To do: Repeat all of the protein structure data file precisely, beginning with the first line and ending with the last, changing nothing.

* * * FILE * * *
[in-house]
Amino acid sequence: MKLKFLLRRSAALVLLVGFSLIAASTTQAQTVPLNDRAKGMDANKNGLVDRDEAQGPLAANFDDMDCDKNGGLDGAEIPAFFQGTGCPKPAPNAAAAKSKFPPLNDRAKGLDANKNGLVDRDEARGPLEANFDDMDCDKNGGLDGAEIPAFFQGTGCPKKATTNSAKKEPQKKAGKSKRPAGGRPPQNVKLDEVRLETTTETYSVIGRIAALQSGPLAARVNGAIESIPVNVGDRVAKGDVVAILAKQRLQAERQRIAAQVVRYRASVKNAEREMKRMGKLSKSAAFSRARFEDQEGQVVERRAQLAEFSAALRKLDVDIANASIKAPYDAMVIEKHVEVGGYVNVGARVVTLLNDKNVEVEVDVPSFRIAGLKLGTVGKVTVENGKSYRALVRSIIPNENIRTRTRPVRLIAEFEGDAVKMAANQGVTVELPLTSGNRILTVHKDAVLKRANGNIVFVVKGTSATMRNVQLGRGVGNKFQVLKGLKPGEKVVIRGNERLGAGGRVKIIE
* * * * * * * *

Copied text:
[in-house]
Amino acid sequence: MKLKFLLRRSAALVLLVGFSLIAASTTQAQTVPLNDRAKGMDANKNGLVDRDEAQGPLAANFDDMDCDKNGGLDGAEIPAFFQGTGCPKPAPNAAAAKSKFPPLNDRAKGLDANKNGLVDRDEARGPLEANFDDMDCDKNGGLDGAEIPAFFQGTGCPKKATTNSAKKEPQKKAGKSKRPAGGRPPQNVKLDEVRLETTTETYSVIGRIAALQSGPLAARVNGAIESIPVNVGDRVAKGDVVAILAKQRLQAERQRIAAQVVRYRASVKNAEREMKRMGKLSKSAAFSRARFEDQEGQVVERRAQLAEFSAALRKLDVDIANASIKAPYDAMVIEKHVEVGGYVNVGARVVTLLNDKNVEVEVDVPSFRIAGLKLGTVGKVTVENGKSYRALVRSIIPNENIRTRTRPVRLIAEFEGDAVKMAANQGVTVELPLTSGNRILTVHKDAVLKRANGNIVFVVKGTSATMRNVQLGRGVGNKFQVLKGLKPGEKVVIRGNERLGAGGRVKIIE